Images of America: Lee County Islands
By Mary Kaye Stevens,
When Ponce de Leon visited Southwest Florida in 1513, he discovered some of North America’s most pristine tropical islands. Yet it was here where the explorer met his death at the hands of Calusa Indians who had made their home on the islands since 500 bc. Remaining relatively isolated from mainland society until the mid-1900s, the islands were home to a few hardscrabble pioneers who endured stifling heat, swarming mosquitoes, and deadly storms. Famous anglers such as Thomas Edison, Zane Grey, and Teddy Roosevelt enjoyed stalking the elusive tarpon in this sports fishing paradise. Likewise, the pervasive solitude inspired writers, including Edna St. Vincent Millay, Mary Roberts Rinehart, and Richard Powell. Home to some of the world’s best beaches, it is not surprising visitors and residents find the lifestyles and histories of Lee County’s quaint islands worth preserving.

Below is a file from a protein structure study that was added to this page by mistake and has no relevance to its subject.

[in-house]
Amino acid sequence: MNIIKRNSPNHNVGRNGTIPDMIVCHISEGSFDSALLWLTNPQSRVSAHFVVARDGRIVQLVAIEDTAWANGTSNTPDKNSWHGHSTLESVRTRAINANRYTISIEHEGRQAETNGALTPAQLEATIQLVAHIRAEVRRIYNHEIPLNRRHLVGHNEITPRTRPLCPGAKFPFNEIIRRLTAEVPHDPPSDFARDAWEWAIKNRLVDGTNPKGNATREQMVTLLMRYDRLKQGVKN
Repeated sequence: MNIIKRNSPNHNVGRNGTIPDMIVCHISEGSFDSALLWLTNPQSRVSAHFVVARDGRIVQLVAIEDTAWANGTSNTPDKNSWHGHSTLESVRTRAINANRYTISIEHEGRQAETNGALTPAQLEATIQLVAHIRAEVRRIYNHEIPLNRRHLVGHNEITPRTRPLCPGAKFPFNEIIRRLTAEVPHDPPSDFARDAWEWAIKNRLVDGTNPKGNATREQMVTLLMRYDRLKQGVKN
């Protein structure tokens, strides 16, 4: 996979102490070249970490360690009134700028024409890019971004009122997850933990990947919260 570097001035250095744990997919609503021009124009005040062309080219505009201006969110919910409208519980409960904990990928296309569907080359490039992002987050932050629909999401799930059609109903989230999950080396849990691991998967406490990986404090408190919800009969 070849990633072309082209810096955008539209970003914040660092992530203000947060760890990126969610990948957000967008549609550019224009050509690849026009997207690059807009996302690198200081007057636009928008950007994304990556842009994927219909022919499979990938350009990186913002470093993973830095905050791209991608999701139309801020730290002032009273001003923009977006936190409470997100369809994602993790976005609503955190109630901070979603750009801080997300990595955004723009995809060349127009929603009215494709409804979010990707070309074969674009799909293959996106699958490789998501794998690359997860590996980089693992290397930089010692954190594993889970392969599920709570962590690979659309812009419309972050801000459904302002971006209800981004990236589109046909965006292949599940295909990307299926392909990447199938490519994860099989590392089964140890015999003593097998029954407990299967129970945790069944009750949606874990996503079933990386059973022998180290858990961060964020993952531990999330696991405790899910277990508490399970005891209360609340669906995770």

Author: Mary Kaye Stevens
Publisher: Arcadia Publishing
Publication Date: November 30, 2009
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A publication of the Boca Grande Historical Society.